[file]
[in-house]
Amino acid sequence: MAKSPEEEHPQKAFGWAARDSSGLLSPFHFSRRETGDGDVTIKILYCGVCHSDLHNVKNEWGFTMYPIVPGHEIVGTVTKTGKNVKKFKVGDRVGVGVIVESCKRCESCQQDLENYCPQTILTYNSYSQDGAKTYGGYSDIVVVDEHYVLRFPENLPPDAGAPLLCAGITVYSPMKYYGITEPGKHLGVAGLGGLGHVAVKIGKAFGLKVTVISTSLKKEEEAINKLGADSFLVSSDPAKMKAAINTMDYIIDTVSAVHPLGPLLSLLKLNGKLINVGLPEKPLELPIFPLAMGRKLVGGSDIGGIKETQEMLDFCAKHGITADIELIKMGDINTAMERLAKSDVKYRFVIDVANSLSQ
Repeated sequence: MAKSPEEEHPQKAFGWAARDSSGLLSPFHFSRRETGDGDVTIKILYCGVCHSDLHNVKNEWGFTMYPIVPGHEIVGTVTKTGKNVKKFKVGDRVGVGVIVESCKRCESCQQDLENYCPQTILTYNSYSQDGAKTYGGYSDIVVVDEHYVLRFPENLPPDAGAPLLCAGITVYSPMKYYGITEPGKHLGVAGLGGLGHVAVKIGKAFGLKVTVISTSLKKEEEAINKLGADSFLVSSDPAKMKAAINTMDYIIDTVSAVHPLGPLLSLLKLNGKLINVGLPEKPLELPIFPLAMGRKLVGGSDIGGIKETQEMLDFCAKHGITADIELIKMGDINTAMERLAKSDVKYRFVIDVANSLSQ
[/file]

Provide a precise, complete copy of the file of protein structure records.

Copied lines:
[in-house]
Amino acid sequence: MAKSPEEEHPQKAFGWAARDSSGLLSPFHFSRRETGDGDVTIKILYCGVCHSDLHNVKNEWGFTMYPIVPGHEIVGTVTKTGKNVKKFKVGDRVGVGVIVESCKRCESCQQDLENYCPQTILTYNSYSQDGAKTYGGYSDIVVVDEHYVLRFPENLPPDAGAPLLCAGITVYSPMKYYGITEPGKHLGVAGLGGLGHVAVKIGKAFGLKVTVISTSLKKEEEAINKLGADSFLVSSDPAKMKAAINTMDYIIDTVSAVHPLGPLLSLLKLNGKLINVGLPEKPLELPIFPLAMGRKLVGGSDIGGIKETQEMLDFCAKHGITADIELIKMGDINTAMERLAKSDVKYRFVIDVANSLSQ
Repeated sequence: MAKSPEEEHPQKAFGWAARDSSGLLSPFHFSRRETGDGDVTIKILYCGVCHSDLHNVKNEWGFTMYPIVPGHEIVGTVTKTGKNVKKFKVGDRVGVGVIVESCKRCESCQQDLENYCPQTILTYNSYSQDGAKTYGGYSDIVVVDEHYVLRFPENLPPDAGAPLLCAGITVYSPMKYYGITEPGKHLGVAGLGGLGHVAVKIGKAFGLKVTVISTSLKKEEEAINKLGADSFLVSSDPAKMKAAINTMDYIIDTVSAVHPLGPLLSLLKLNGKLINVGLPEKPLELPIFPLAMGRKLVGGSDIGGIKETQEMLDFCAKHGITADIELIKMGDINTAMERLAKSDVKYRFVIDVANSLSQ